Remembering Michael Mallory
Tuesday, October 17
6pm – 8pm
Brooklyn College Library
Woody Tanger Auditorium
2900 Bedford Avenue, Brooklyn, NY
MICHAEL MALLORY, 1936-2017
After a battle with cancer, Michael Mallory died September 28. For more than half a century he was professor of renaissance and southern baroque art history in the Art Department and had served for 21 years, until recently, as Department Chair. He received his B.A. from Yale and his Ph.D from Columbia.
Although it is common practice here to note how popular an instructor was with students, for Professor Mallory it is no exaggeration. His students loved him both as a teacher and as a person. His student evaluations were extremely high and student comments were universally effusive; we did not find a single negative one. Years later visiting alumni often mention his class as the one they remember best. He was truly an exceptional teacher. He was extraordinarily helpful to students needing counseling or intercession with the administration. He was also loved by his colleagues and it seems by others that knew him all over the college. Finally he was very modest, dismissive of praise and the idea that he should be nominated for a teaching award.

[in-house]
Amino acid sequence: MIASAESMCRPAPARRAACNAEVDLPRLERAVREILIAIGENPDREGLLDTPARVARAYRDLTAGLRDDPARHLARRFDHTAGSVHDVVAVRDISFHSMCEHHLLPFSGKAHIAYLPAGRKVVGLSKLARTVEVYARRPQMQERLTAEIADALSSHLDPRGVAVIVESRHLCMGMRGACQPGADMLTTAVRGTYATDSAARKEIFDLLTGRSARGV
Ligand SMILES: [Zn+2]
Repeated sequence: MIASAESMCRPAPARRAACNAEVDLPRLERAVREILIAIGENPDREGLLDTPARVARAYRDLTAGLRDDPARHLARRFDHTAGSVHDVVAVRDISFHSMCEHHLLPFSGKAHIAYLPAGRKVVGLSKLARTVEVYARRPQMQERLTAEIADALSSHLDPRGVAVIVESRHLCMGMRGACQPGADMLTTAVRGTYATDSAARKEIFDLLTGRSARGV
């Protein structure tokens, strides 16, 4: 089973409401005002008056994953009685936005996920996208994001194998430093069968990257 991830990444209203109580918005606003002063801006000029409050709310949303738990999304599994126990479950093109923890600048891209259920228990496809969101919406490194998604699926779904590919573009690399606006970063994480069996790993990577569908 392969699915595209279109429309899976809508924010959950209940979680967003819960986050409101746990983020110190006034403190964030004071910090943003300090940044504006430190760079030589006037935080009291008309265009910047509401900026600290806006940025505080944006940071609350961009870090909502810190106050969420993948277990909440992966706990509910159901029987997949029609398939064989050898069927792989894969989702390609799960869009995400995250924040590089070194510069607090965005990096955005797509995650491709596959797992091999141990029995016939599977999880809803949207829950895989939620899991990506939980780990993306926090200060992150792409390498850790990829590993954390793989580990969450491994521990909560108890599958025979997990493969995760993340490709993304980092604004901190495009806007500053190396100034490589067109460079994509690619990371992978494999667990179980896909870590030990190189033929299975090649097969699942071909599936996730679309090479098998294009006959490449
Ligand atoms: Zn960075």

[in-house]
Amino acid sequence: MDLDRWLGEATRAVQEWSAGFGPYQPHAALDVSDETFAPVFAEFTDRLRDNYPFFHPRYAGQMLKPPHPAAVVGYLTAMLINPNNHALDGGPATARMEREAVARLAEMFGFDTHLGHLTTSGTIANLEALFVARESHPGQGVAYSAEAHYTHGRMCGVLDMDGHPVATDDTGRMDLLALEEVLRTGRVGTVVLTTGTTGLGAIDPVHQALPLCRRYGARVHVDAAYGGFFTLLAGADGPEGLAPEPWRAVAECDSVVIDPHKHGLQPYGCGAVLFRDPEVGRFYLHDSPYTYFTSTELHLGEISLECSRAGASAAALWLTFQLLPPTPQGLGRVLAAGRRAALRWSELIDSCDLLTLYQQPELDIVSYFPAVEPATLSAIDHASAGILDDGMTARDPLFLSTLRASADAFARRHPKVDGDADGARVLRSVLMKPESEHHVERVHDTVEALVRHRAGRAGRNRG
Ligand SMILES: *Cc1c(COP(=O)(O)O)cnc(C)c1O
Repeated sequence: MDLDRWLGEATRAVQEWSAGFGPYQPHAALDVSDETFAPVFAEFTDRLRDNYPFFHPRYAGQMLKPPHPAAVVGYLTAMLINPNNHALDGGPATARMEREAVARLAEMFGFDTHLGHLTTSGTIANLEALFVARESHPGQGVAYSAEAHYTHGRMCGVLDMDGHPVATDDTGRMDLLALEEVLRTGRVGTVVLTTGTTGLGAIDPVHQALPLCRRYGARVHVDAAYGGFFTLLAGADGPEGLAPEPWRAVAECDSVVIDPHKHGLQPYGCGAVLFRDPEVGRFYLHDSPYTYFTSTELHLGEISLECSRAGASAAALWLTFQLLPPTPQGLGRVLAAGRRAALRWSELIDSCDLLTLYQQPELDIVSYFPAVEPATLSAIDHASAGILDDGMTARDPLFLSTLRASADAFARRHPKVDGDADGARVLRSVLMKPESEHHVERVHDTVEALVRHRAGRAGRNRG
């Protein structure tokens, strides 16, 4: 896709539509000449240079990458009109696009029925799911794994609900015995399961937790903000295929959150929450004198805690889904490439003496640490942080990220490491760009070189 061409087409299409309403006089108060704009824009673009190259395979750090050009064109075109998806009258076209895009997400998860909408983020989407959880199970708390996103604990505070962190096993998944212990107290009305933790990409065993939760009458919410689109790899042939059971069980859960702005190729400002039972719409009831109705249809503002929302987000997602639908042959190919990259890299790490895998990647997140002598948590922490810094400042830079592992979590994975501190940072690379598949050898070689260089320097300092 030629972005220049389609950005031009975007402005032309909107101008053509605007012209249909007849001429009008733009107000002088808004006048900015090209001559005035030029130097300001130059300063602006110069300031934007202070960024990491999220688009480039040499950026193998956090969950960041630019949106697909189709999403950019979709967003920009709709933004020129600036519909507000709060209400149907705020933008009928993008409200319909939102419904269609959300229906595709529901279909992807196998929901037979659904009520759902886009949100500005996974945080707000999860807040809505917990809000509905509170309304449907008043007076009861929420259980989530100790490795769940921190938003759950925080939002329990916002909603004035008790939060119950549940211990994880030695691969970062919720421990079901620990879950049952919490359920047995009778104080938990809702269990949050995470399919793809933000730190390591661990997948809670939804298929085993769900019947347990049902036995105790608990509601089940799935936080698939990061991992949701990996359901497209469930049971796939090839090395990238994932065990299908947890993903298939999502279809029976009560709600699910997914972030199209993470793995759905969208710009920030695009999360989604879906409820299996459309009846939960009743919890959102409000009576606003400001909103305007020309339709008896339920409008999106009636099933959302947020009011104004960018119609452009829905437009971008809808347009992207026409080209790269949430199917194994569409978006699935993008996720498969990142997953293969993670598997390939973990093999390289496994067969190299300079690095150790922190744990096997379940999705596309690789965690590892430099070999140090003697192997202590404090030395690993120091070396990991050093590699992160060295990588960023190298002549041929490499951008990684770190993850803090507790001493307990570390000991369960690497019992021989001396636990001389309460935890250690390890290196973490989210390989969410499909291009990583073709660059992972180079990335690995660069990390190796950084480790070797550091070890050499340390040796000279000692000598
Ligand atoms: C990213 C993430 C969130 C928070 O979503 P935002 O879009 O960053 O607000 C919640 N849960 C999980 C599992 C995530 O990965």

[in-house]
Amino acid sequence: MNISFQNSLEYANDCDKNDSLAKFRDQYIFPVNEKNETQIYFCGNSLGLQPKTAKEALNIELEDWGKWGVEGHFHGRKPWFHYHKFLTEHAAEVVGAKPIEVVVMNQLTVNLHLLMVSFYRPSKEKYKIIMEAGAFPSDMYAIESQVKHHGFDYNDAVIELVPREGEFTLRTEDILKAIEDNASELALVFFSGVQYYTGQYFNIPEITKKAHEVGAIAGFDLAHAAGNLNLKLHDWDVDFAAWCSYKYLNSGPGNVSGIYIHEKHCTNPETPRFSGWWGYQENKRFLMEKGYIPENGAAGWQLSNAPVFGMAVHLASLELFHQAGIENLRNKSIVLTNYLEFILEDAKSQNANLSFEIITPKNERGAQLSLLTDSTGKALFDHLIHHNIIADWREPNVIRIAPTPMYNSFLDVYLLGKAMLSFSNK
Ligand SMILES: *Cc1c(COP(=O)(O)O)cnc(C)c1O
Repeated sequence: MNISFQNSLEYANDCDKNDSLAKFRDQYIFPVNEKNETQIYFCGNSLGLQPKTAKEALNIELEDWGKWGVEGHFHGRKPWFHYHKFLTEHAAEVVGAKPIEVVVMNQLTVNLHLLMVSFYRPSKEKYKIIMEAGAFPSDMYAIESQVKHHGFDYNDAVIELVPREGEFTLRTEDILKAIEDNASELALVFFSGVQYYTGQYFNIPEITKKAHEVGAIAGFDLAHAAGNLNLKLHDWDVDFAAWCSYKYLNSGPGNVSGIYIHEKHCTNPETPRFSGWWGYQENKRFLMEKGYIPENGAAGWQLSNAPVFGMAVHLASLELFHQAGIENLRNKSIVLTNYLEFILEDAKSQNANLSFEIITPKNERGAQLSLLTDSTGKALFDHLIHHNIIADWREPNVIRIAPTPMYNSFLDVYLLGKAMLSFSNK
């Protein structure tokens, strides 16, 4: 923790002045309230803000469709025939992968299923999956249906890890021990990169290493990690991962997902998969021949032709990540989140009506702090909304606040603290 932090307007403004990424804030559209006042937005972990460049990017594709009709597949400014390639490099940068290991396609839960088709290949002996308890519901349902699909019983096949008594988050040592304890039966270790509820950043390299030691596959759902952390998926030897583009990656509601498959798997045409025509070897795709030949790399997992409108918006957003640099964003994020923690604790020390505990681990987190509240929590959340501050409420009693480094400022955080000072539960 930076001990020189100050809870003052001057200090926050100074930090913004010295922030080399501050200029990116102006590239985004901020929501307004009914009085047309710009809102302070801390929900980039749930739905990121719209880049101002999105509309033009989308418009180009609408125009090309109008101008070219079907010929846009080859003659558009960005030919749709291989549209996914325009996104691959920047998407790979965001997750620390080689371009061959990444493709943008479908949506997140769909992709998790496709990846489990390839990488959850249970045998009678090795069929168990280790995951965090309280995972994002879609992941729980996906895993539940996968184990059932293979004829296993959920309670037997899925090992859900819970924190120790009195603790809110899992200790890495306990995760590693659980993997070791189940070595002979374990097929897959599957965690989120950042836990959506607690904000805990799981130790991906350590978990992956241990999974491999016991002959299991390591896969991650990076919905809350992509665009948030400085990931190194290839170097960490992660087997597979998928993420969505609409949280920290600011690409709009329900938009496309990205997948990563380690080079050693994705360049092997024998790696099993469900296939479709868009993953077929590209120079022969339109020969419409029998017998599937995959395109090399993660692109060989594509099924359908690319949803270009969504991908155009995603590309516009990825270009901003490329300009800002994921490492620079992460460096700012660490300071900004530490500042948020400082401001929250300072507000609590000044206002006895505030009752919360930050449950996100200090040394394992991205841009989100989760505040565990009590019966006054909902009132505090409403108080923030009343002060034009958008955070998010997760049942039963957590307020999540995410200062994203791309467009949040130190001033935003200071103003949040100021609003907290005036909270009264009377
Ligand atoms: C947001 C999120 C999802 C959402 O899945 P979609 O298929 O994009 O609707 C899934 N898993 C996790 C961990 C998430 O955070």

Professor Mallory became famous––indeed one might almost say infamous––for his disattribution of a painting once considered a very important Italian early renaissance work and the city of Siena’s prime tourist attraction, Guidoriccio da Fogliano at the Siege of Montemassi, a large fresco in the Palazzo Publico (City Hall) purportedly by Simone Martini. It took Mallory and his collaborator, Gordon Moran, years to prove and to convince a skeptical art-history world that it was a later anonymous pastiche purposely done in an earlier style. They met tremendous resistance at first by many art historians, by the city of Siena itself, and by important art institutions, and early on were refused publication in some major journals that thought their thesis too radical. Today their conclusions are universally accepted, those opposing them having been won over (or died), with later editions of art history textbooks dropping all mention of the work. Such disputes get little attention in the United States, but the European and especially the Italian press followed it all enthusiastically. A large carton in Mallory’s now empty office is filled with press clippings. One of our favorites is a cartoon showing Guidoriccio lying on a psychoanalyst’s couch, in the same armor he wears in the fresco, his horse tethered to the couch, and Mallory in the analyst’s chair saying something like, “Let us explore your identity crisis a little further.” If you wonder how he survived these very acrimonious years, Professor Mallory possessed an understated mischievous streak and a mordant vein of humor and we think on some level he rather enjoyed it all.